When interviewing I practice the following:

  • Ask why. Even when you think you know the answer, ask people why they do or say things. The answers will sometimes surprise you. A conversation started from one question should go on as long as it needs.
  • Never say “usually” when asking a question. Instead, ask about a specific instance or occurrence, such as “tell me about the last time you ______.”
  • Encourage stories. Whether or not the stories people tell are true, they reveal how they think about the world. Ask questions that get people telling stories.
  • Look for inconsistencies. Sometimes what people say and what they do are different. These inconsistencies often hide interesting insights.
  • Pay attention to nonverbal cues. Be aware of body language and emotions. Have tissues handy.
  • Don’t be afraid of silence. Interviewers often feel the need to ask another question when there is a pause. If you allow for silence, a person can reflect on what they’ve just said and may reveal something deeper.
  • Don’t suggest answers to your questions. This can unintentionally get people to say things that agree with your expectations.
  • Ask questions neutrally. “What do you think about buying gifts for your spouse?” is a better question than “Don’t you think shopping is great?” because the first question doesn’t imply that there is a right answer.
  • Don’t ask binary questions. Binary questions can be answered in a word; you want to host a conversation built upon stories.

Super Coach

4 Jul

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There is no doubt that Graham Henry has a wonderful ability to bring out the best in others. Most School leaders recognize that performance management is an essential process that exists in schools for managing adult behavior. However, because the process is often seen as perfunctory, and in some cases is not seen as a significant driver to assist school improvement, a real opportunity is missed for developing potential and bringing out the best in others.   When school leaders are skilled in using the principles of coaching to assist their performance management meetings they help to create a clear path for creating a school culture where there is an organic sense of self-improvement fueled by the genuine and self-motivated desire of all individuals to make things better.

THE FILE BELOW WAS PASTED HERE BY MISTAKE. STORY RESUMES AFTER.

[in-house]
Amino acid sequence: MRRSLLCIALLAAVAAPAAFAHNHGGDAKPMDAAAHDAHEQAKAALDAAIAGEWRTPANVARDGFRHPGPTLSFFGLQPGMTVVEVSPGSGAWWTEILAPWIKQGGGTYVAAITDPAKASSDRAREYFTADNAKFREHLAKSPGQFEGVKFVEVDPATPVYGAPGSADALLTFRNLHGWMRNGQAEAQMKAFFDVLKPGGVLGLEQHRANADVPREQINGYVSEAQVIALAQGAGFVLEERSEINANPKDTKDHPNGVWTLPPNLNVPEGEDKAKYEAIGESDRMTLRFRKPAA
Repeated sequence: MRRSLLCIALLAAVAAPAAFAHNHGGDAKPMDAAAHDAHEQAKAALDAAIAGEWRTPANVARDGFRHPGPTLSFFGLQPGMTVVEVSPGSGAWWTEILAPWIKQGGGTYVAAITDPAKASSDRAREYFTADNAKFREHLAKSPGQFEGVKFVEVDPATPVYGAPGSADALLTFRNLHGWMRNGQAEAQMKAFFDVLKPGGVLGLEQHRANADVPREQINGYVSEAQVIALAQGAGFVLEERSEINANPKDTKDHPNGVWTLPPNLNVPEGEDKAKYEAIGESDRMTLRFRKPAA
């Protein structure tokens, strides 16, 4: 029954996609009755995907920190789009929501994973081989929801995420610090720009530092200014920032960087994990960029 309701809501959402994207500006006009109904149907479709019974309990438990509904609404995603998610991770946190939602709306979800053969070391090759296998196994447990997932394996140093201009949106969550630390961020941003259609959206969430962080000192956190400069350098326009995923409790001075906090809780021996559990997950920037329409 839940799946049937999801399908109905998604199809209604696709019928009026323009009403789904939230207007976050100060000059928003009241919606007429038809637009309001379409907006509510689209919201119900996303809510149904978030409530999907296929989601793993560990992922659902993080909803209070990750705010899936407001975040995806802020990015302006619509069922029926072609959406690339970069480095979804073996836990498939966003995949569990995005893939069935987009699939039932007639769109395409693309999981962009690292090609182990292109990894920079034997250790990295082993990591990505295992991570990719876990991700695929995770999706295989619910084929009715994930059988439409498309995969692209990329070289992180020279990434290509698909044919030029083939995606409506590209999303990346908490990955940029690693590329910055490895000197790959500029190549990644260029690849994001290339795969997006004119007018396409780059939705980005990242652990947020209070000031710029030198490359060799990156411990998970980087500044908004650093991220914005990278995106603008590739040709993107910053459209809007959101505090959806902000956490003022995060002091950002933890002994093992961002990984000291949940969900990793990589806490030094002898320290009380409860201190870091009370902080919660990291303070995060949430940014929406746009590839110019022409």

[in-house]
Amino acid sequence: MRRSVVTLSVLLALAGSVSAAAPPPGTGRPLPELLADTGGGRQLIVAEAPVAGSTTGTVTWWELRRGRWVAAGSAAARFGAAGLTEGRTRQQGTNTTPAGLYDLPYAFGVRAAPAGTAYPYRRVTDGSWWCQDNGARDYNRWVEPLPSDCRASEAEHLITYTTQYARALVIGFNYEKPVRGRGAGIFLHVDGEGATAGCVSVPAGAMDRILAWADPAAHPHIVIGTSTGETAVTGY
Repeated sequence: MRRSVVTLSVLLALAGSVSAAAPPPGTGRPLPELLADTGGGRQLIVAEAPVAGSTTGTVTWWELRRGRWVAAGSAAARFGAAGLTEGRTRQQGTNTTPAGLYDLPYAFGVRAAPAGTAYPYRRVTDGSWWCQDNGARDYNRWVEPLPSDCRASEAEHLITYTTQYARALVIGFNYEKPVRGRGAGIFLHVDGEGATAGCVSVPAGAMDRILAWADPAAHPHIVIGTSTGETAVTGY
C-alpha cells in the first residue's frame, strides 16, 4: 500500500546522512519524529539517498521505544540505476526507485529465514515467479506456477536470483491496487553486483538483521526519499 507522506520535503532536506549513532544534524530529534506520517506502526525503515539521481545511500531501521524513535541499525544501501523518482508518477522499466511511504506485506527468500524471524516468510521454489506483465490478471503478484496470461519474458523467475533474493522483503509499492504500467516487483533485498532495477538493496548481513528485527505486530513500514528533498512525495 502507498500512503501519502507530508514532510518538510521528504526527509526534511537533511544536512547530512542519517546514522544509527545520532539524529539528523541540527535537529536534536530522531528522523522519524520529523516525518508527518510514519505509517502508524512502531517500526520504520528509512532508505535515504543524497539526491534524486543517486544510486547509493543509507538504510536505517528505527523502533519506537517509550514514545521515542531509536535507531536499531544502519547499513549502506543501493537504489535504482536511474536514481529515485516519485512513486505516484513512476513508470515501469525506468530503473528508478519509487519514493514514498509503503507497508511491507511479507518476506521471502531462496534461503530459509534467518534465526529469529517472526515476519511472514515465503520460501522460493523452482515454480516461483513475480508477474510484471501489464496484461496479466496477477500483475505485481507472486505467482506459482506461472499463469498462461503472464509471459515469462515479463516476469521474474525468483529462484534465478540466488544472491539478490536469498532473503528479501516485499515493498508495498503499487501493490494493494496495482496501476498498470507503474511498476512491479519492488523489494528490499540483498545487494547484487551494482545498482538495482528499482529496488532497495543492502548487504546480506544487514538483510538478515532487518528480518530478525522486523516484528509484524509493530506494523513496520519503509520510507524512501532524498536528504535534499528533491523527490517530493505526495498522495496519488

When a school’s culture is as described above, what is created is a set of common understanding and beliefs about performance management. That accepts it as a process for accelerating the achievement of school targets through:   – Creating alignment between organisational and personal objectives – Growing and developing others – Enabling others to step outside of their comfort zones – Supporting others to achieve their full potential – Inspiring confidence in other’s ability to succeed – Ensuring ownership and accountability.   When opposite beliefs and attitudes exist about the purpose and value of performance management, school cultures are created in which individuals: – Struggle to take responsibility for their own actions – Become dependent on others for solutions and place limitations on their own ability to problem solve – Lack the internal motivation and desire to succeed – Weaken their ability to take risks and learn from error. Graham Henry like many great coaches did this so well.

When coaching is placed firmly at the heart of the performance management process, teachers and other staff members experience a process in which belief in the development of human potential becomes central to the conversation.Individuals come to see more fully their unique role and the contributions they can make towards bringing about improvements in their school. Rather than seeing it as something that is done to them, they begin to understand what it means to be accountable to themselves and others and they start to own the process.

With self accountability, comes confidence and growth. With growth comes an increased sense of one’s own potential. When one has both confidence and a true sense of what could be, then a space is created for the individual to try and test out new behaviours.